The job of a licensed private investigator, also known as a private detective, is to help people by gathering information that is used to answer questions or solve mysteries. Investigators may choose to specialize in certain areas, but many offer a broad range of services to their clients. Some examples of the types of work they do include background checks, locating missing people, and solving identity theft problems. They are also frequently asked to gather proof when individuals are suspected of wrongdoing like misrepresenting themselves in child custody battles, being unfaithful to their spouses, or making false insurance claims. Private investigators can also serve diverse types of clients. They may work for individual people, lawyers, businesses, and sometimes law enforcement.
The requirements to become a licensed private investigator vary quite a bit between different states. In the United States, all states except for Missouri, Colorado, Mississippi, Alaska, Alabama, South Dakota, and Idaho have laws that require them to get a license. Even in these places, there may still be city or county regulations that have to be followed. The actual requirements are also different in various locations, with some being much more strict than others. It's essential to do some research before setting up shop as a private investigator. The most common criteria that must be met are being at least 18 years old and having a clean background with no criminal history. There may be written tests that have to be passed in order to get a license.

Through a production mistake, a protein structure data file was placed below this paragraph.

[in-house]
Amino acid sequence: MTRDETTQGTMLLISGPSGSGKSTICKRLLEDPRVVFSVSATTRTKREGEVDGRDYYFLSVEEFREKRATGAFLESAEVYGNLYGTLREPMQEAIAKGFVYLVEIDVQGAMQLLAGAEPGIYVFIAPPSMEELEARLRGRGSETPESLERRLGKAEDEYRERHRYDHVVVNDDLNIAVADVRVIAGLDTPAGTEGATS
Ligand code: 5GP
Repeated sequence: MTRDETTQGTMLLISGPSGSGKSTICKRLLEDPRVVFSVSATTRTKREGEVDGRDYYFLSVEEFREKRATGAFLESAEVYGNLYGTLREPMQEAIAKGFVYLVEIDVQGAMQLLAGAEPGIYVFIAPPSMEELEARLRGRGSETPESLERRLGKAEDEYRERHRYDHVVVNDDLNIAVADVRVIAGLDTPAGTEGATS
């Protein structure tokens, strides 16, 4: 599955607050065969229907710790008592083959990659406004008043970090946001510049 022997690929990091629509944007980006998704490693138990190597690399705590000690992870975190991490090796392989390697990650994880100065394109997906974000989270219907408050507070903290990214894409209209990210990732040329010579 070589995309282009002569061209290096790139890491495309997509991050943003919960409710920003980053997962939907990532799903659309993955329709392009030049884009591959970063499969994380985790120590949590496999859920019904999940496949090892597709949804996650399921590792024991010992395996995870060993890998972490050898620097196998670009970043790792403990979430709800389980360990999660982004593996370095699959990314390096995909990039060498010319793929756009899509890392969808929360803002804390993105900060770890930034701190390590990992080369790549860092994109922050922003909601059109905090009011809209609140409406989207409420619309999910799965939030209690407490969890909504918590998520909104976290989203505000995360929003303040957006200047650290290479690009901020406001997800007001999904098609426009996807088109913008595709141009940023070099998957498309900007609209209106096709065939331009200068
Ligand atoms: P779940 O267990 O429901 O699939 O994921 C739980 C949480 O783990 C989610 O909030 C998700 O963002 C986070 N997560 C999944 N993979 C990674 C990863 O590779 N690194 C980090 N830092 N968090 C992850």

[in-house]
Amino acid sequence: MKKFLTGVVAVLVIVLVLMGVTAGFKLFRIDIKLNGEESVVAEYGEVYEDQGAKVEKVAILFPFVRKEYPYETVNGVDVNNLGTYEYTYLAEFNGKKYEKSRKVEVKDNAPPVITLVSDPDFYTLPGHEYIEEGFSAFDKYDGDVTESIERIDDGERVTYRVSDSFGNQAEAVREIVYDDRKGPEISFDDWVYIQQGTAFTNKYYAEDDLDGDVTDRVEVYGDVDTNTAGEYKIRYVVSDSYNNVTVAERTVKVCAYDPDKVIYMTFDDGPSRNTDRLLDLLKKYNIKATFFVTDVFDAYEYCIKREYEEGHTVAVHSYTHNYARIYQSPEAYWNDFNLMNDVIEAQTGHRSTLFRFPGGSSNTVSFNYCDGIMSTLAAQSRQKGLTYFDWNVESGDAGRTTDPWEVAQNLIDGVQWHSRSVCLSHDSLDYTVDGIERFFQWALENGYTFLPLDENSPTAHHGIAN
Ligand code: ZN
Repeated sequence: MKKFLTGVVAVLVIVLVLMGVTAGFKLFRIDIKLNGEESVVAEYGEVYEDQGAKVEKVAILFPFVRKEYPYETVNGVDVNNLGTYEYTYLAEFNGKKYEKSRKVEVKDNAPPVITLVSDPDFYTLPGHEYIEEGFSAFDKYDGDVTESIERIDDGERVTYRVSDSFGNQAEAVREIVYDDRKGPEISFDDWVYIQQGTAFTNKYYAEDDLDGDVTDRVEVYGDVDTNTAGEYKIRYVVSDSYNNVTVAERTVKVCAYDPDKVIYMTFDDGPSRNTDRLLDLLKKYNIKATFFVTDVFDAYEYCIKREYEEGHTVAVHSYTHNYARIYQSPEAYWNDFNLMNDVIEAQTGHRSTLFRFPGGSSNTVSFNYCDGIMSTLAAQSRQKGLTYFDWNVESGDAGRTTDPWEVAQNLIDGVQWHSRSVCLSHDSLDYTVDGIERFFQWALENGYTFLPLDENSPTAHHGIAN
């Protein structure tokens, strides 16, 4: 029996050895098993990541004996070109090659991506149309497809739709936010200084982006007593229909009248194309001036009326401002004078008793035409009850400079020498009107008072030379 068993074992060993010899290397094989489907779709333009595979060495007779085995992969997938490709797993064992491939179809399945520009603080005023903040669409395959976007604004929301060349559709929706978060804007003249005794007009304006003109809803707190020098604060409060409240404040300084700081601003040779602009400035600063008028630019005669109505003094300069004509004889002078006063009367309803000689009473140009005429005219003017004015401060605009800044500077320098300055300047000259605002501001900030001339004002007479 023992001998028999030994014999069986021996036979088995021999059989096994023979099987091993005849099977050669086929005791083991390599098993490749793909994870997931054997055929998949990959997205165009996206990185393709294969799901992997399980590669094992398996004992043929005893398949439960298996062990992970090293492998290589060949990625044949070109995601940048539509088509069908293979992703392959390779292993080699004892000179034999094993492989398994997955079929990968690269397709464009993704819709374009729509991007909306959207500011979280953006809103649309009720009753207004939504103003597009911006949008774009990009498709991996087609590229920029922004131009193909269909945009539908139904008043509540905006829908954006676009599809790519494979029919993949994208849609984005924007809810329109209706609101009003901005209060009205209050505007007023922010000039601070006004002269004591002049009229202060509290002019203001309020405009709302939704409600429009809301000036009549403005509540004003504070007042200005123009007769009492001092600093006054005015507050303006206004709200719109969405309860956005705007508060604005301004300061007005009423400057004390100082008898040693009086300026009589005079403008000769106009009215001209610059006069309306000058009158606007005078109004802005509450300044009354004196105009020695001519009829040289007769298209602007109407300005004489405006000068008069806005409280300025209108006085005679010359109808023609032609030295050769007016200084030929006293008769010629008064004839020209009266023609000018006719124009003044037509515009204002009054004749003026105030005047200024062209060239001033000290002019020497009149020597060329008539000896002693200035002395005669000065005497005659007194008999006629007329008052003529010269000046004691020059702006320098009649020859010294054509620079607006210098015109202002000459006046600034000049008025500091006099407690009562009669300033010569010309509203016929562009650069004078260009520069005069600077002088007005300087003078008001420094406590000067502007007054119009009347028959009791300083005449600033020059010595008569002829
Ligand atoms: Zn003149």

Some places also require a certain level of education, which can mean either a specific number of hours spent in training, or the attainment of a formal degree. However, many private investigators enter the field with little college experience or only a high school diploma. Whether or not it's a requirement in a particular state, it is usually very helpful to attend school for a field like criminal justice or political science.
Most people who become private investigators have previous experience in a similar line of work. This could mean working in law enforcement, the legal field, security, serving in the military, or another field that is related to investigation. Having this type of on-the-job training is extremely useful, especially if one is going to become a self-employed private investigator and work alone. Related experience is usually considered acceptable in place of education for employers who hire private detectives. It's also possible to break into the field with virtually no training in some places, as there are employers who place a high value on personality and don't mind taking the time to teach the right candidates.
In addition to becoming licensed by the government, private investigators can also get certified by professional organizations. The requirements for this tend to be more strict than those set forth by law, and they can include written tests and a minimum level of experience and education, among other things. While certification is optional, it can provide the benefit of helping an individual further his career.